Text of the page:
Welcome to BEAR COUNTRY
The Grizzly or Brown bear is the most widely distributed species of bear in the world. At one time the Ursus arctos ranged across Europe and Asia through parts of China and Japan to Siberia and across to Alaska and down through British Columbia and as far south as California.
With the advance of Western civilization, the grizzly populations have dwindled and disappeared completely from many areas with the exception of the West Coast mainland of British Columbia. The Bute Inlet region is the southern border of what is now referred to as the Great Bear Rainforest. The geography and wildlife are mostly intact so the great Brown bear has flourished in the valleys and along the coastline of this region.
The Grizzly Bear can grow to a height of 2.5 meters (7.5 Feet) and can weight as much as 400 kilograms (900 pounds). Their colour is mostly brown but they can range from almost blonde to almost black. The prominent features of the Grizzly are the large claws on the forefeet used for digging and the hump on the front shoulders.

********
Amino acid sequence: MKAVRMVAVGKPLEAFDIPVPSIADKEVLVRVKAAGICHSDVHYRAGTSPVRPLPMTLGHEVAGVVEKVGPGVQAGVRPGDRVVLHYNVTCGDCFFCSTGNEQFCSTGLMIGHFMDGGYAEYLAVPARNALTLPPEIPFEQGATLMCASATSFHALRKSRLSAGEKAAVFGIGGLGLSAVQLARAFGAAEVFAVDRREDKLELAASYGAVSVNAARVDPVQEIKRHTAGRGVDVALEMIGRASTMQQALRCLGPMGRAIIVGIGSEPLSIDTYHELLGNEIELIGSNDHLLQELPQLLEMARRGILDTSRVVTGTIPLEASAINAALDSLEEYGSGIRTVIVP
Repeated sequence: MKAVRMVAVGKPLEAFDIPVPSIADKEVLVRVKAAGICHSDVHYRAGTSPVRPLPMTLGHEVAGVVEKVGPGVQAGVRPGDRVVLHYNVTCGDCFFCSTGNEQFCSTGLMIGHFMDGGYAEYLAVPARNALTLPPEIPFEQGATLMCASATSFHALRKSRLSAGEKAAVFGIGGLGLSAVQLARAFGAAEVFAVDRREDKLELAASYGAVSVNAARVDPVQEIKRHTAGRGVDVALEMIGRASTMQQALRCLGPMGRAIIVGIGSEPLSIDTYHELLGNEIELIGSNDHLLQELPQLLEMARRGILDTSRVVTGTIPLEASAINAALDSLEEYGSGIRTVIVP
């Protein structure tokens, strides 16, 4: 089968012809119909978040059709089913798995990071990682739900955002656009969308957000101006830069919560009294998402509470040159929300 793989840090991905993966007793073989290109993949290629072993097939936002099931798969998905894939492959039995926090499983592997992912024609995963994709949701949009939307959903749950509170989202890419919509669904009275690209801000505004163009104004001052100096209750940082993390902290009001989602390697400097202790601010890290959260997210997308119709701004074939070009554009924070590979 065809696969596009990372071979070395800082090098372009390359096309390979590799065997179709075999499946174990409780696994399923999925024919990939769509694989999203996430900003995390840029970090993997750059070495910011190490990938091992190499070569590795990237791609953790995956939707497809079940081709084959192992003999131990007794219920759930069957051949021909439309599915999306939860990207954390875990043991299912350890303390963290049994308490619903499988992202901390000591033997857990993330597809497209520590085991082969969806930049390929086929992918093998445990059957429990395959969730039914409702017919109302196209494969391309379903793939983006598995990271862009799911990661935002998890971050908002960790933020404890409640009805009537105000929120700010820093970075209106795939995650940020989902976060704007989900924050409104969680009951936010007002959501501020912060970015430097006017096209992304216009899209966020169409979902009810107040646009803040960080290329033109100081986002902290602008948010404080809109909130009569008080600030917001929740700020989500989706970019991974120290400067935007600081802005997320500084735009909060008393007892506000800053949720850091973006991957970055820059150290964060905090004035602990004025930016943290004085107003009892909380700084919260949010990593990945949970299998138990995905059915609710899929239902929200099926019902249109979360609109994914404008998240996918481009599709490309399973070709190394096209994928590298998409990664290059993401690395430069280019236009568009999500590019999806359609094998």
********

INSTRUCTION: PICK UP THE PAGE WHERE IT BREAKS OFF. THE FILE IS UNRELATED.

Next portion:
The grizzly mothers start breeding at five to seven years old and have one to three cubs every three years or more during their 25-year life span.
The Black bear is the smaller cousin to the grizzly and grows to a height of up to 1.9 meters (6 feet) and weighs in at between 90 to 250 kilograms (200 to 600 pounds). Their colour ranges from black to brown or cinnamon and sometimes (although rarely) a grayish-blue or ivory-white. Black bears appear higher at the hind end than the front and they have large round ears and a long nose.
Mother bears start with their first offspring at three to five years of age and have between one to four cubs every two or more years over their 20-year life span.
Both Grizzly and Black bears are opportunistic feeders searching for plants, berries and meat for food. At the Orford River location, Grizzlies are most often found feeding on salmon swimming upstream to spawn starting in mid-August through to October. The rich red meat of the Chinook, Coho, Chum or Pink salmon are an essential part of the bears diet. In order to survive the long cold Bute Inlet winters, the bears feast on salmon for much of the fall until they have stored away enough fat to get through hibernation.
Black bears are often seen along the shoreline at low tides turning over rocks to get at crabs and mussels. The larger Grizzly bear does not tolerate the smaller Black bears eating in their territory so it rare to see a black bear feeding on salmon when Grizzlies are in the area.